Now talking about using green services.

If you're able to host your site on a green webhost, then you're already off to a great start.

The green web foundation have an online tool, which you can use to scan your current site to find out if it is hosted on a green host.

And they've also got a directory, which you can use to search for green web hosts from around the world.

And finally, it wouldn't be a Web Performance talk if I didn't mention third parties.

Now, although we've got less control over how much data they sending, down, we can still factor in sustainability when choosing the third party services, we use.

Are my third parties green?

Is a website I've built to help people do just that.

It can scan a webpage to reveal which third party requests made from that page are served on green web hosts.

There's also a directory that people can use when they're picking third party services so that they can choose a more sustainable offering.

And if you do provide third party services on the web, what can you do?

The latest web Almanac from 2021 shows us just how prevalent third-party requests are.

So any changes that you make as a third party provider could have the potential to influence a lot of websites.

And we saw earlier just what kind of impact a single kilobyte at scale can have.

Now we've been talking a lot about optimizations and all that stuff here, but to be honest with you, the most low carbon website would just be black text on a white background with no images, no videos or no interactivity.

I'm going out on a limb here, but I reckon that's probably not going to pass mustard with most of your business stakeholders.

And probably not with your users either.

So design plays a very important role in building a low carbon site.

And sustainable web design presents designers with interesting challenges, that are very different to what they might face on a regular basis.

Some things to consider if you do have a chance to talk to your design team about sustainable design include: the use of jumbotron videos.

These are the large often auto-playing videos that are found at the top of web pages.

When you're talking with your designers about these videos, really question whether they add any value at all.

And if you do still need to use them, do they have to be auto-playing?

Could they be presented in a different way that only downloads the data once a user actually interacts with the video?

The same goes for image carousels.

If you've used them previously on your site, you can probably check your analytics to see if they're actually effective at all.

If you do still use image carousels, then please make sure that whatever content is hidden from the user when they first land on the page is lazy loaded, and image carousels are also often accompanied by large JavaScript, libraries, tod rive them.

If you've got the time, and if your designer is able to provide you with a creative brief, then could you look for other ways that you could implement an image carousel, maybe using CSS scroll-step with just a sprinkling of JavaScript.

Sticking with images, they do play a huge part in web design.

They also present your designers with unique opportunities to look for ways to reduce the size of images, whilst also giving your sites a very unique feel.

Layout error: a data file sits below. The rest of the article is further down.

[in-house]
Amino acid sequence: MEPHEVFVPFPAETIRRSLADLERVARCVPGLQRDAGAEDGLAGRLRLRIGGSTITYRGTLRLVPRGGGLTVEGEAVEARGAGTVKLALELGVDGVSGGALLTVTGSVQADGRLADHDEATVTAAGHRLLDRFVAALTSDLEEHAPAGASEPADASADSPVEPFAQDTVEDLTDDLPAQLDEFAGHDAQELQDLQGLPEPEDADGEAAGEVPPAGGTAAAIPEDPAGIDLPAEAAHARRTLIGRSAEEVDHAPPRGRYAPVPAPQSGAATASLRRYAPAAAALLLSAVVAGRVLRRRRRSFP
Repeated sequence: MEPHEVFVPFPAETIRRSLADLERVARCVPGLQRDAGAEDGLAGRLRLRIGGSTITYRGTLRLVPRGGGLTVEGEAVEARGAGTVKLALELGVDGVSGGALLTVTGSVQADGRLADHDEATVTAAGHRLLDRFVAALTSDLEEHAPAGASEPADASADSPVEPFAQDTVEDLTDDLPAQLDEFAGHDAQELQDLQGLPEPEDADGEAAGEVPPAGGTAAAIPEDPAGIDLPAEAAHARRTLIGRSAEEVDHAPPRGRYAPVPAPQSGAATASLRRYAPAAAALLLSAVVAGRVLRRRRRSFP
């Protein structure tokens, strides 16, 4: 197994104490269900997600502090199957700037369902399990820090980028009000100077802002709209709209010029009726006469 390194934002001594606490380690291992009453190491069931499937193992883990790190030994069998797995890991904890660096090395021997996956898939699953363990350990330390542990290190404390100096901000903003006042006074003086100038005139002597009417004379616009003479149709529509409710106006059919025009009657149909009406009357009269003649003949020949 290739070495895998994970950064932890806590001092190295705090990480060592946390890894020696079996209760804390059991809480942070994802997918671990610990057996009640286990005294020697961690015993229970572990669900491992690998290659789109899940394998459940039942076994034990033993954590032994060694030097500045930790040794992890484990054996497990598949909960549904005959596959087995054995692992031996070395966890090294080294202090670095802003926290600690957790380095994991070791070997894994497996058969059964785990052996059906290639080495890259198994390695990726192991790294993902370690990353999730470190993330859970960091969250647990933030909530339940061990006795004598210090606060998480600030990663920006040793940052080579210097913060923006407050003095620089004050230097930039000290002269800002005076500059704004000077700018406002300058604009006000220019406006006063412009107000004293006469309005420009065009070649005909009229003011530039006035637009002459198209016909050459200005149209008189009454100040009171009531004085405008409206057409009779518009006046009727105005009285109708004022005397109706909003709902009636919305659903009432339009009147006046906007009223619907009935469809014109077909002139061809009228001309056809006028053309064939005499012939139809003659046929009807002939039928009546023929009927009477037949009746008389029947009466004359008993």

The images on this slide, are from climate action dot text brunch magazine.

Brunch magazine's website is hosted in the UK and it monitors the carbon intensity of the UKs electricity grid to present different images to users under different circumstances.

When the grid is low intensity, meaning it's powered more by renewable energy, you'll see a full resolution image.

On a medium intensity grid, that image becomes black and white and pixelated.

And on a high intensity grid, meaning it's powered more by fossil fuels, you'll see a placeholder with text describing the image.

Now users do have the option to click on the placeholder to reveal the full image if they really, really want to see Zuck on a surfboard lathered in sunscreen.

But in this case, I think the text does just fine.

Dithering is also another way to reduce image size whilst also giving your site a very, very unique look.

Just as an example, here's a picture of my cat doing what she does best.

The original image comes in at 720 kilobytes.

If I apply a duotone effect and a bit of dithering, I can get that image down to 160 kilobytes-that's all before any other image optimizations are applied or I change the format or I even do responsive sizing.

And just finally, colors also play a role in reducing the energy intensity of a website.

In research that Google conducted on the Google maps app, they found that as you would expect, black is the most energy efficient color, drawing the least amount of energy from the user's device when shown on the screen whilst white is the most energy intensive.

What's interesting though, is that blue is significantly more energy intensive than reds or greens.

Now it's probably a bit of a stretch to go and wholesale change your branding just to make it a darker theme.

But it's something you can consider when working on greenfield projects.

Just a note, though, if you do provide a dark theme on your website, then please do provide an easy option for people to change to a lighter color if they need to.

Reading light text on a dark background, isn't always easy for everyone.

And just to help you, and your designers get inspired, lowww and low carbon two directory websites that showcase low-carbon web design in the real world.